Obviously, I would take a grey
When I got Emi at age 12, I thought that the fact that she did not exhibit melanomas was promising. She has a few small ones now at 16.
Interesting how the west coasters find the hard-keepers a challenge. Here in the SE and especially lush Tennessee, I would be much more concerned about the easy keepers, as it is great to have a horse that I don't have to dry lot and muzzle all of the time. The extra care in the south to dry lot/muzzle can even cost as much as extra feed.
Tsavo, I know your ideal is a Clyde-x rather than any kind of draft, but regardless, do pay attention to PSSM symptoms as it is a condition all over drafts and frankly just across many breeds. I do think it is a bit of a disease of contemporary horse management (too much high sugar feed; not enough turnout/movement)---but clearly some individual are more prone to suffering from this condition. I have known more than a few TBs with PSSM, too, and alas it does show up in WBs also. You might not choose to test, but you can do some investigation that can give you clues such as:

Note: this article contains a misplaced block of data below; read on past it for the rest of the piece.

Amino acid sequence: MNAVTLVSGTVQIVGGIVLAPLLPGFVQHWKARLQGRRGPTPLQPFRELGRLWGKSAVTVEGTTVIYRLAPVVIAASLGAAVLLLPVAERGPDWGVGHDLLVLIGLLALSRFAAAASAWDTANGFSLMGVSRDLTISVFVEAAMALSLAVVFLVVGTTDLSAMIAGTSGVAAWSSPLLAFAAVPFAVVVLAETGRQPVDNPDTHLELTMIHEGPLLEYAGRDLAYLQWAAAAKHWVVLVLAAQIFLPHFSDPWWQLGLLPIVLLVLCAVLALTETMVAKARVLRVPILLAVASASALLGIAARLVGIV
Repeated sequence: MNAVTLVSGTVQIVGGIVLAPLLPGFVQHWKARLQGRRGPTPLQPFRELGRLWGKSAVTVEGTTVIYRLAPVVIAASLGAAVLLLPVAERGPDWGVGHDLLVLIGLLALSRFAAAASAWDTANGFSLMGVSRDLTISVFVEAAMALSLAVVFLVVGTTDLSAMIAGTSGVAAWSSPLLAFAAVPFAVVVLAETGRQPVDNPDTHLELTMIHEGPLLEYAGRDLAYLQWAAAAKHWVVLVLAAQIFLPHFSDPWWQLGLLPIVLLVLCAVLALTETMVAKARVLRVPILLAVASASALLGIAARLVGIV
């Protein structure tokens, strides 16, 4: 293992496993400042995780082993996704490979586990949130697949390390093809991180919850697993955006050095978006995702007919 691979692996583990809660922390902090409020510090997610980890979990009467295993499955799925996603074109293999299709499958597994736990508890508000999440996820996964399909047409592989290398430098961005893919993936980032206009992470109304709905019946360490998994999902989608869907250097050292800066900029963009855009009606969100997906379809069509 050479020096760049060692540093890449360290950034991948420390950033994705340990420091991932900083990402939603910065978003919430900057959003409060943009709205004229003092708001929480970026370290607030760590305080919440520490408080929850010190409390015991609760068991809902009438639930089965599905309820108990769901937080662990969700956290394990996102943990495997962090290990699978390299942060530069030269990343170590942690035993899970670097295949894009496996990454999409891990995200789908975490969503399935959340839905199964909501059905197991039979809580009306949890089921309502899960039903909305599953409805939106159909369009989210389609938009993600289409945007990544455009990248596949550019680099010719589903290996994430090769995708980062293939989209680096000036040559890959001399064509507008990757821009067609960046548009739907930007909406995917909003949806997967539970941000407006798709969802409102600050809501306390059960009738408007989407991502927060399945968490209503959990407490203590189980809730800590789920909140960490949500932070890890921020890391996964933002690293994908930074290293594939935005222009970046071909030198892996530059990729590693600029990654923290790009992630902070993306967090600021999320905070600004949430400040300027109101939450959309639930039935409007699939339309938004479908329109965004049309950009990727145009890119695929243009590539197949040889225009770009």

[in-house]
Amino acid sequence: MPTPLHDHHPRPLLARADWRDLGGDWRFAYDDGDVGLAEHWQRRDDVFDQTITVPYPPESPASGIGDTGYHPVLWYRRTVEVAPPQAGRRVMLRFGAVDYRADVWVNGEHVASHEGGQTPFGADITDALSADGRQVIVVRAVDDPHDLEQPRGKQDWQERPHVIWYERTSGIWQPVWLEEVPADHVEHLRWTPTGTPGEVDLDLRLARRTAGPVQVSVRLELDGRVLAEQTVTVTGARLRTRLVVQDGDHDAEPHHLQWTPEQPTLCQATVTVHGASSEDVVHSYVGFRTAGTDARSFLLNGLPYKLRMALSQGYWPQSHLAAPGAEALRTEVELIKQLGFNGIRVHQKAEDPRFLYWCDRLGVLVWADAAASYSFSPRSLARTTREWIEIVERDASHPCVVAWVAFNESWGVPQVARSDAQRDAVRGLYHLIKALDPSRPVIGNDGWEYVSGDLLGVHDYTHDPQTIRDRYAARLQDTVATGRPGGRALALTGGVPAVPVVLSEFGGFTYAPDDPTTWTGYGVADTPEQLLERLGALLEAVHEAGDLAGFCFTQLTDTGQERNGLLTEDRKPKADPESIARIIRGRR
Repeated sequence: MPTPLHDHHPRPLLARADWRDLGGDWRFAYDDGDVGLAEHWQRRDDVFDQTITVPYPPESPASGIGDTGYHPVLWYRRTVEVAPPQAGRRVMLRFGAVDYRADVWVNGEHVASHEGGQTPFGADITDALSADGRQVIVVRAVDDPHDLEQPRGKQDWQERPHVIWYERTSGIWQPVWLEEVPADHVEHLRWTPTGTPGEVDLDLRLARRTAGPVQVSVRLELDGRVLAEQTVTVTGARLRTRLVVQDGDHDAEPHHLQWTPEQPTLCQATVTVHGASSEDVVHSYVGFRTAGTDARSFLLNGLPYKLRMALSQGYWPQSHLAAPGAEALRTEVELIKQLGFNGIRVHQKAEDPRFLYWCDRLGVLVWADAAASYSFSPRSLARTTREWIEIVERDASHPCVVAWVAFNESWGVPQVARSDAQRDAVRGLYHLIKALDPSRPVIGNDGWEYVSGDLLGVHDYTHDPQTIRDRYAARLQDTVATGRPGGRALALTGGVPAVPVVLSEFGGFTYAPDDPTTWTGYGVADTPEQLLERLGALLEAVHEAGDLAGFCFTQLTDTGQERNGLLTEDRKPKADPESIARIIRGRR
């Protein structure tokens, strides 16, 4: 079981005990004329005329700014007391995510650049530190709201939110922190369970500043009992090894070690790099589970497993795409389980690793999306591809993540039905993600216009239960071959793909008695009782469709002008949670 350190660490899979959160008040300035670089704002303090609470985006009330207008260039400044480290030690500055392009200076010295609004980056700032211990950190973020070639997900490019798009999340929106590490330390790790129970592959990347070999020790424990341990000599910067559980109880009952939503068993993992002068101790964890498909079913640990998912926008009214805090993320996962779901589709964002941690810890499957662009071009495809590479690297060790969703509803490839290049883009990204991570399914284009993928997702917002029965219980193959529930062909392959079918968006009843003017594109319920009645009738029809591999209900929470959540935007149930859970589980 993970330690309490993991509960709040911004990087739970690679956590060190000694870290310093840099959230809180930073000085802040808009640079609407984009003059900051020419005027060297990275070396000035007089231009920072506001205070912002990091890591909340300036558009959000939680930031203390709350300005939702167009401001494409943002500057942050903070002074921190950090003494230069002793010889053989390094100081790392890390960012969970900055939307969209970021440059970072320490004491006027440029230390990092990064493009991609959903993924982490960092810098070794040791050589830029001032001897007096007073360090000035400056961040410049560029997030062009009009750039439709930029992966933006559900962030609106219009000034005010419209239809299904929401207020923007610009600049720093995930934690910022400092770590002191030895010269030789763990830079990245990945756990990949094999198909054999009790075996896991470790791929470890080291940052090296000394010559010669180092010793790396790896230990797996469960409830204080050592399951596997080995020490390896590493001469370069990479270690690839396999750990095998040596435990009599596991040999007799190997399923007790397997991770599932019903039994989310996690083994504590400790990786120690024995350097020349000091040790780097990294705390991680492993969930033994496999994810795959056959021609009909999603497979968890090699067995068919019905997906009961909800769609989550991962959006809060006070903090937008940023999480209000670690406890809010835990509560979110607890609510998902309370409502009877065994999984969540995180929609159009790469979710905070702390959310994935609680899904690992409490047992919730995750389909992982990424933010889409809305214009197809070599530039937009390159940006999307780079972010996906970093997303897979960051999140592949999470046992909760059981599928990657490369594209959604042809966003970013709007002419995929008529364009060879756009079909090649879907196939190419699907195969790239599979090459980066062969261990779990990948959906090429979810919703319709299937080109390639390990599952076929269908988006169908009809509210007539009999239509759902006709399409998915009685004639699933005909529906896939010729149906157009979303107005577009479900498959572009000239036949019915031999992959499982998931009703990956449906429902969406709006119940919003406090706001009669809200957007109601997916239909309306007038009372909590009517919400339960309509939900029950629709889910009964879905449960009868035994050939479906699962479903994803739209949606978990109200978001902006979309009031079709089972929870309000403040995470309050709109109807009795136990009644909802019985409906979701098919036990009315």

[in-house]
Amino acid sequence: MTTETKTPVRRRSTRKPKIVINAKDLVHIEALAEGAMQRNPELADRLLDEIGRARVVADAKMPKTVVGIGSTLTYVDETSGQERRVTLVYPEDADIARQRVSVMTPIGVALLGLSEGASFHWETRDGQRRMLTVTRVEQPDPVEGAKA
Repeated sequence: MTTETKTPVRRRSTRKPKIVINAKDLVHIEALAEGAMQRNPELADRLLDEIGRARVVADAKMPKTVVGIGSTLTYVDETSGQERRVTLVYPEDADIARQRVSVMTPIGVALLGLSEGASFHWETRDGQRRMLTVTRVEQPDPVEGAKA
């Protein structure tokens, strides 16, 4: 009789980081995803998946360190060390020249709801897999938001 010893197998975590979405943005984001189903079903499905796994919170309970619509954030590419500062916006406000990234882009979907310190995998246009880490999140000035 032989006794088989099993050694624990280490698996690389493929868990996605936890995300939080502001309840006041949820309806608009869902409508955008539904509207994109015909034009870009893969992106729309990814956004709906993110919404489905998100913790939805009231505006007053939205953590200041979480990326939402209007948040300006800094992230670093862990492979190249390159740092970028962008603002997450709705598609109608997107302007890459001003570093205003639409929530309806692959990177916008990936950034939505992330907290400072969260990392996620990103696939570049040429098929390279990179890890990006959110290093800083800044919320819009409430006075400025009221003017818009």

-What kind of work schedule does the horse thrive on? (if the horse is out of work, you will not know)
-What weather suits the horse best? (many PSSM horses struggle in cold/damp conditions)
-How does the horse do when kept in a stall 24 hours (due to weather or injury) occasionally?
-How much turnout/graze works well for the horse? (some PSSM horses cannot have much graze; others benefit from constant turn-out)
-What diet is the horse on? Any changes in diet in the last year and what difference did it make to the horse?
Basically, mild PSSM can be manageable with the right care situation, but without it or due to inattention, it can be heartbreaking for horse + owner. When I bought my horse, her seller was not aware of my mare's PSSM. The only clue she shared was that the horse seemed to do better physically with a very regular work schedule (it was not a case of being high or crazy after days off). Now when I hear that sort of comment it would trigger my awareness differently.
And another shallow note:
Much as I love white snipes and stripes on the nose, here in the south they are very prone to sunburn.